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Altruism, Partner Choice, and Fixed-Cost Signaling

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  • Andriy Zapechelnyuk

    ()

  • Ro'i Zultan

    ()

Abstract

We consider a multitype population model with unobservable types, in which players are engaged in the `mutual help' game: each player can increase her partner's fitness at a cost to oneself. All individuals prefer free riding to cooperation, but some of them, helpers, can establish reciprocal cooperation in a long-term relationship. Such heterogeneity can drive cooperation through a partner selection mechanism under which helpers choose to interact with one another and shun non-helpers. However, in contrast to the existing literature, we assume that each individual is matched with an anonymous partner, and therefore, stable cooperation cannot be achieved by partner selection per se. We suggest that helpers can signal their type to one another in order to establish long-term relationships, and we show that a reliable signal always exists. Moreover, due to the difference in future benefits of a long-term relationship for helpers and non-helpers, the signal need not be a handicap, in the sense that the cost of the signal need not be correlated with type.

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Bibliographic Info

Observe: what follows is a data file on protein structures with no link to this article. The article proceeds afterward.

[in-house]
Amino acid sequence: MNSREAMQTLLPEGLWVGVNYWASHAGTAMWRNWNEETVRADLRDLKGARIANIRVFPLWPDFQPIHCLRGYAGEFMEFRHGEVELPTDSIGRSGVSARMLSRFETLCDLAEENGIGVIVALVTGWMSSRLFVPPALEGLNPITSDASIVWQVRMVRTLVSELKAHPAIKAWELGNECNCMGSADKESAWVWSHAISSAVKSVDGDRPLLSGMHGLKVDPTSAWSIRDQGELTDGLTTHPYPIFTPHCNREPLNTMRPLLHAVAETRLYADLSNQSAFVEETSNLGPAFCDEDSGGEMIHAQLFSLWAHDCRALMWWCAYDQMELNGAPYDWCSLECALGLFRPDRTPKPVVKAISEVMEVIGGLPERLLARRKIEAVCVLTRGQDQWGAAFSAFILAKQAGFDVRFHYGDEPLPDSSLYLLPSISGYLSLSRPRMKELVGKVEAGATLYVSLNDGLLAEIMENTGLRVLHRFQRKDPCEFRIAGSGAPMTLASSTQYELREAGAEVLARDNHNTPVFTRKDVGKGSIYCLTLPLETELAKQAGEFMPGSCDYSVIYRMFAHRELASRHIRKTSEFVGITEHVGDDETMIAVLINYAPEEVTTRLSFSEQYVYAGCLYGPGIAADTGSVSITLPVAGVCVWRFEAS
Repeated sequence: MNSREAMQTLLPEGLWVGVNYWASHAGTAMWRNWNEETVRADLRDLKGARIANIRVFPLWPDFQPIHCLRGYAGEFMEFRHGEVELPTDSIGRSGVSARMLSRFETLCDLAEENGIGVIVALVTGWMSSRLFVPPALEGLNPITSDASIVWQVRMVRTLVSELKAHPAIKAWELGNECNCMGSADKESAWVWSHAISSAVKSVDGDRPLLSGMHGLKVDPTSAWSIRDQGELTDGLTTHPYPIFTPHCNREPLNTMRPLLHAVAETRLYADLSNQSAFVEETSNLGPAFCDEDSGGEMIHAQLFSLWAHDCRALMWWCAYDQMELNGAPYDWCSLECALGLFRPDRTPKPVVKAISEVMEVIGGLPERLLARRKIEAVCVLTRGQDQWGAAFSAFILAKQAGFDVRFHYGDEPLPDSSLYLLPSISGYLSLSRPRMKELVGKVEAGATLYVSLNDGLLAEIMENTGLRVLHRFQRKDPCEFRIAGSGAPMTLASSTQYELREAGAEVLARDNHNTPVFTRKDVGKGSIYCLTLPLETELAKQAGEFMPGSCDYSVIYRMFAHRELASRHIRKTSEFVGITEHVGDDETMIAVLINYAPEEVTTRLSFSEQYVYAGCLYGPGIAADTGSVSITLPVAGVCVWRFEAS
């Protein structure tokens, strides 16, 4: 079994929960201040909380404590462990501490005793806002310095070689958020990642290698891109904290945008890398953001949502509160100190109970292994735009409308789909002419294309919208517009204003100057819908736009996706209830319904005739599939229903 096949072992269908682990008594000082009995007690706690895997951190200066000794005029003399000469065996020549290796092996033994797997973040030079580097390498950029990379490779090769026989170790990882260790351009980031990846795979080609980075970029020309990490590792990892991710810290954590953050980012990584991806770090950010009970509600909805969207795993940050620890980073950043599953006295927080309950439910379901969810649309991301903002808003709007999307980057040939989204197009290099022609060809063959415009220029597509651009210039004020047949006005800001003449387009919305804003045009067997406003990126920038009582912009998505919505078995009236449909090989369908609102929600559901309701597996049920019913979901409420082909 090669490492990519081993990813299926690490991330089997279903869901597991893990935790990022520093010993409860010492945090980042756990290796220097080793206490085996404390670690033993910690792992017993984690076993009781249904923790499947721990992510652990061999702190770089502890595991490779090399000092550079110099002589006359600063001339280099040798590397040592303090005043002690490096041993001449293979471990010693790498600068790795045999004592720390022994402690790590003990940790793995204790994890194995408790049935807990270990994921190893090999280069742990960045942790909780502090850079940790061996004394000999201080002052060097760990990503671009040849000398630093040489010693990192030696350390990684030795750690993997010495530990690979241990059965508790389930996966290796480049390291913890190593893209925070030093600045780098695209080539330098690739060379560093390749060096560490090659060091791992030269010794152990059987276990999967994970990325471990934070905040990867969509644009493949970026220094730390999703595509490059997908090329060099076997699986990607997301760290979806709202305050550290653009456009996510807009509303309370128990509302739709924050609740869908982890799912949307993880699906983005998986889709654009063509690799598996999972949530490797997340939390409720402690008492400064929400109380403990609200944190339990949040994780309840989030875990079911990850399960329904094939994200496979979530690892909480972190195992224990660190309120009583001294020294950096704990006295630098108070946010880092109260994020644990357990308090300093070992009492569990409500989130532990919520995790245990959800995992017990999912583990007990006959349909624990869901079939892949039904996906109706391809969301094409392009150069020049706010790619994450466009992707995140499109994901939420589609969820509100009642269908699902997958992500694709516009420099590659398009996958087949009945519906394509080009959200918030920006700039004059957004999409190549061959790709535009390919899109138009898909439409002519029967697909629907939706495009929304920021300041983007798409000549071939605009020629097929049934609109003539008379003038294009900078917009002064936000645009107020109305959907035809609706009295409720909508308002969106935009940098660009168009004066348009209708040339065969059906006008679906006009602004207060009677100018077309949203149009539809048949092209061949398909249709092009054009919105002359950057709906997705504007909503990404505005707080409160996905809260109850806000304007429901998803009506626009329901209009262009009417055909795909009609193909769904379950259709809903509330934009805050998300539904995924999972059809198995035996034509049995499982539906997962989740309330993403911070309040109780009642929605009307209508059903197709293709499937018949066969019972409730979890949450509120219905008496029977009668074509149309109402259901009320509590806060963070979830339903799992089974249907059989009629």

Paper provided by The Center for the Study of Rationality, Hebrew University, Jerusalem in its series Discussion Paper Series with number dp483.

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Length: 19 pages
Date of creation: May 2008
Date of revision: Jul 2008
Handle: RePEc:huj:dispap:dp483

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  1. Eric Alden Smith & Samuel Bowles & Herbert Gintis, 2000. "Costly Signaling and Cooperation," Working Papers 00-12-071, Santa Fe Institute.
  2. Rubinstein, Ariel, 1979. "Equilibrium in supergames with the overtaking criterion," Journal of Economic Theory, Elsevier, vol. 21(1), pages 1-9, August.
  3. David Austen-Smith & Jeffrey S. Banks, 1998. "Cheap Talk and Burned Money," Discussion Papers 1245, Northwestern University, Center for Mathematical Studies in Economics and Management Science.
  4. Hirshlifer, David & Rassmusen, Eric, 1989. "Cooperation in a repeated prisoners' dilemma with ostracism," Journal of Economic Behavior & Organization, Elsevier, vol. 12(1), pages 87-106, August.
  5. Paul R. Milgrom & John Roberts, 1984. "Price and Advertising Signals of Product Quality," Cowles Foundation Discussion Papers 709, Cowles Foundation for Research in Economics, Yale University.
  6. Robert J. Aumann & Lloyd S. Shapley, 1992. "Long Term Competition-A Game Theoretic Analysis," UCLA Economics Working Papers 676, UCLA Department of Economics.
  7. Friedman, James W, 1971. "A Non-cooperative Equilibrium for Supergames," Review of Economic Studies, Wiley Blackwell, vol. 38(113), pages 1-12, January.
  8. Fudenberg, Drew & Maskin, Eric, 1986. "The Folk Theorem in Repeated Games with Discounting or with Incomplete Information," Econometrica, Econometric Society, vol. 54(3), pages 533-54, May.
  9. Nelson, Phillip, 1970. "Information and Consumer Behavior," Journal of Political Economy, University of Chicago Press, vol. 78(2), pages 311-29, March-Apr.
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